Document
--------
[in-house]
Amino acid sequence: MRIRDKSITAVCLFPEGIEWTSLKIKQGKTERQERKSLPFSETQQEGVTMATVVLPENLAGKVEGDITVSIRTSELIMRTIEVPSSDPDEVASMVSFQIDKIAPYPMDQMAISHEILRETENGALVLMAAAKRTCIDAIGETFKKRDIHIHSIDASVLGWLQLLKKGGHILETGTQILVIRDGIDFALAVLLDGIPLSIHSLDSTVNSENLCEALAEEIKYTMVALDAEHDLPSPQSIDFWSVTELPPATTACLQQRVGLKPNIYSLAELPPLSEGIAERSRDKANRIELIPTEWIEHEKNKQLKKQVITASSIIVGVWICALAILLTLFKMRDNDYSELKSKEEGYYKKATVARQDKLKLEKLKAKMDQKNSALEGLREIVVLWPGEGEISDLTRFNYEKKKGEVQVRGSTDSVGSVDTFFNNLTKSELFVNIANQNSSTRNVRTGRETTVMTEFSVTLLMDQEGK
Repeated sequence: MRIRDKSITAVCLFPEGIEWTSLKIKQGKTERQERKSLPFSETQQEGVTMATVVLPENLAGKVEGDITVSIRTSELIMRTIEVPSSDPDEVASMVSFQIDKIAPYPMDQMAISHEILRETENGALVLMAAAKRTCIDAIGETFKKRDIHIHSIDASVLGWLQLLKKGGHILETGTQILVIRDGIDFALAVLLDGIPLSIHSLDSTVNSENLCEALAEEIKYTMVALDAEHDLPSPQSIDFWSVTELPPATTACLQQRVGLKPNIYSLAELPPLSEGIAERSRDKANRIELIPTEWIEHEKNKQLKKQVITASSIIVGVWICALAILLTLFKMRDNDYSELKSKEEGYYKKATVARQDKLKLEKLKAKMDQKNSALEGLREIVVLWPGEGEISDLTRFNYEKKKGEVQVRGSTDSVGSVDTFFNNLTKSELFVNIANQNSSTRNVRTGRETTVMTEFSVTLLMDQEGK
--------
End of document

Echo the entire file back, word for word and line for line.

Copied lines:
[in-house]
Amino acid sequence: MRIRDKSITAVCLFPEGIEWTSLKIKQGKTERQERKSLPFSETQQEGVTMATVVLPENLAGKVEGDITVSIRTSELIMRTIEVPSSDPDEVASMVSFQIDKIAPYPMDQMAISHEILRETENGALVLMAAAKRTCIDAIGETFKKRDIHIHSIDASVLGWLQLLKKGGHILETGTQILVIRDGIDFALAVLLDGIPLSIHSLDSTVNSENLCEALAEEIKYTMVALDAEHDLPSPQSIDFWSVTELPPATTACLQQRVGLKPNIYSLAELPPLSEGIAERSRDKANRIELIPTEWIEHEKNKQLKKQVITASSIIVGVWICALAILLTLFKMRDNDYSELKSKEEGYYKKATVARQDKLKLEKLKAKMDQKNSALEGLREIVVLWPGEGEISDLTRFNYEKKKGEVQVRGSTDSVGSVDTFFNNLTKSELFVNIANQNSSTRNVRTGRETTVMTEFSVTLLMDQEGK
Repeated sequence: MRIRDKSITAVCLFPEGIEWTSLKIKQGKTERQERKSLPFSETQQEGVTMATVVLPENLAGKVEGDITVSIRTSELIMRTIEVPSSDPDEVASMVSFQIDKIAPYPMDQMAISHEILRETENGALVLMAAAKRTCIDAIGETFKKRDIHIHSIDASVLGWLQLLKKGGHILETGTQILVIRDGIDFALAVLLDGIPLSIHSLDSTVNSENLCEALAEEIKYTMVALDAEHDLPSPQSIDFWSVTELPPATTACLQQRVGLKPNIYSLAELPPLSEGIAERSRDKANRIELIPTEWIEHEKNKQLKKQVITASSIIVGVWICALAILLTLFKMRDNDYSELKSKEEGYYKKATVARQDKLKLEKLKAKMDQKNSALEGLREIVVLWPGEGEISDLTRFNYEKKKGEVQVRGSTDSVGSVDTFFNNLTKSELFVNIANQNSSTRNVRTGRETTVMTEFSVTLLMDQEGK